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Why are Foreclosure Cases Sometimes Dismissed?

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When a homeowner falls behind on his or her mortgage payments and doesn’t make new arrangements with the lender, he or she risks foreclosure. In most cases, the lender can’t foreclose on the property until they have filed a lawsuit and received permission from the court. If the court dismisses it, the lender has to either re-file the lawsuit or try to collect the property or mortgage payments another way.

What to Know About the Foreclosure Process

In Florida, a lender can’t foreclose on a property without a court order. If a homeowner hasn’t made mortgage payments and the lender decides to foreclose the property, it usually files a complaint with the court. The homeowner then receives a copy of the complaint and has a choice to ignore it, answer it or file a motion to dismiss it. During the hearing to review the complaint, the judge will determine whether to proceed with the foreclosure case or to dismiss it.

What to Know About a Dismissal

If a judge decides to dismiss the foreclosure case, the lender can’t proceed with the foreclosure process. The judge might dismiss a foreclosure case if he or she doesn’t believe the lender owns the mortgage or if he or she doesn’t think the lender has followed the state’s foreclosure process properly. The mortgage lender can also dismiss the foreclosure case if it notices that it has made a mistake during the procedure or if the homeowner has made arrangements to pay the debt.

What to Know About Post-Dismissal

If a judge decides to dismiss the foreclosure case because the mortgage lender made a mistake or doesn’t have the ability to file a lawsuit against the homeowner, the lender has to start the legal process all over again. It’s important to note, that it’s possible to dismiss a foreclosure case in some states with prejudice, meaning that the mortgage lender can never re-file it. And some states limit the number of times a mortgage lender can file a foreclosure case, even if the judge decides to dismiss it without prejudice. To learn about Florida’s laws regarding foreclosure cases, it’s important to speak with a knowledgeable real estate attorney.

What to Know About a Voluntary Foreclosure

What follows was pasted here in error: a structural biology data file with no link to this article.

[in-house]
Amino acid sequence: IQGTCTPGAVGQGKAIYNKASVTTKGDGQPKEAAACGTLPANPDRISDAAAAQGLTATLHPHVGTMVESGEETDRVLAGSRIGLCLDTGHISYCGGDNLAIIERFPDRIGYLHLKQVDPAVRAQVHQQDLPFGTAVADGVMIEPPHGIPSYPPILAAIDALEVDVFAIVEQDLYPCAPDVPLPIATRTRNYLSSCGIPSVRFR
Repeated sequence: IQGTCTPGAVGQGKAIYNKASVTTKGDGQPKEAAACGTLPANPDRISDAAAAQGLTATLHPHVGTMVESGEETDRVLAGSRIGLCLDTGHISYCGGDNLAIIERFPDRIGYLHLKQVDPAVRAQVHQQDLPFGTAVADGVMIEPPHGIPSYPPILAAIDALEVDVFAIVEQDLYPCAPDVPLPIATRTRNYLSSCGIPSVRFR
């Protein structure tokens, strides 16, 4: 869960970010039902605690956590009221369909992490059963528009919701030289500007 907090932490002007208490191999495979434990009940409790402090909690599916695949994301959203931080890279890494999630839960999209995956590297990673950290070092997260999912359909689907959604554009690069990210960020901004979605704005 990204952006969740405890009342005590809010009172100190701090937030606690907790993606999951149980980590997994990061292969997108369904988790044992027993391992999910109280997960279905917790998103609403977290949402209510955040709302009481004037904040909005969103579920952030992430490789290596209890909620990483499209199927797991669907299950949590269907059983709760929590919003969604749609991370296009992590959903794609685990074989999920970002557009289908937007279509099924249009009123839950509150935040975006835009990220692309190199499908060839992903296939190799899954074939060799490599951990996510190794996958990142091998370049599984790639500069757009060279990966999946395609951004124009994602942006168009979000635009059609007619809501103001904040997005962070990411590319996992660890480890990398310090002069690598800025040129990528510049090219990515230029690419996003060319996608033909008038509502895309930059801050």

If a mortgage lender has decided to foreclose on the property, the homeowner can sometimes propose a voluntary foreclosure, known as a ‘deed in lieu of foreclosure,’ and request that the lender dismiss the case. In most cases, a voluntary foreclosure doesn’t impact the homeowner’s credit, and it prevents a lender from filing a lawsuit if the monies from the sale of the property don’t cover all of the homeowner’s debt. If you voluntary foreclose, you waive the right to receive any profit from the sale.

Stephen K. Hachey can help you wade through this difficult process to reach a positive solution. Call 866-200-4646 today!

***The opinions in this blog are those of the author whom takes full responsibility for the content. Like all other content on the site, this does not constitute legal advice and is for general information purposes only.***

Can a Tenant Change the Locks Without the Landlord’s Consent?

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According to Chapter 83 of the Florida Statutes – specifically article 67 – a landlord cannot remove locks from a property unless it’s for the purpose of maintaining, repairing or replacing them. The same chapter also covers whether a tenant can change the property’s locks without the landlord’s content. Let’s take a look.

Landlord’s Access to the Property

According to Chapter 83 of the Florida Statutes – specifically article 53 – a tenant can’t unreasonably withhold consent to the landlord to enter the property from time to time to inspect it, complete maintenance or repairs, and these other reasons.

  • To supply agreed services
  • To show the property to prospective or actual purchasers and other persons

The same article also specifies that a landlord can enter the property at any time to protect or preserve it. A landlord can also enter the property at any time if he or she has given the tenant a reasonable notice with a reasonable time, which is at least 12 hours before entry. The landlord should only enter between 7:30 A.M, and 8 P.M. Additionally, a landlord may have access to the property if:

  • The tenant has provided the landlord consent.
  • There is an emergency.
  • The tenant has unreasonably withheld consent.
  • The tenant has been absent from the property for a lengthy period of time.

A landlord can’t abuse the right of access or use it to harass the tenant.

Read the Lease Carefully to Determine if You Can Change the Lock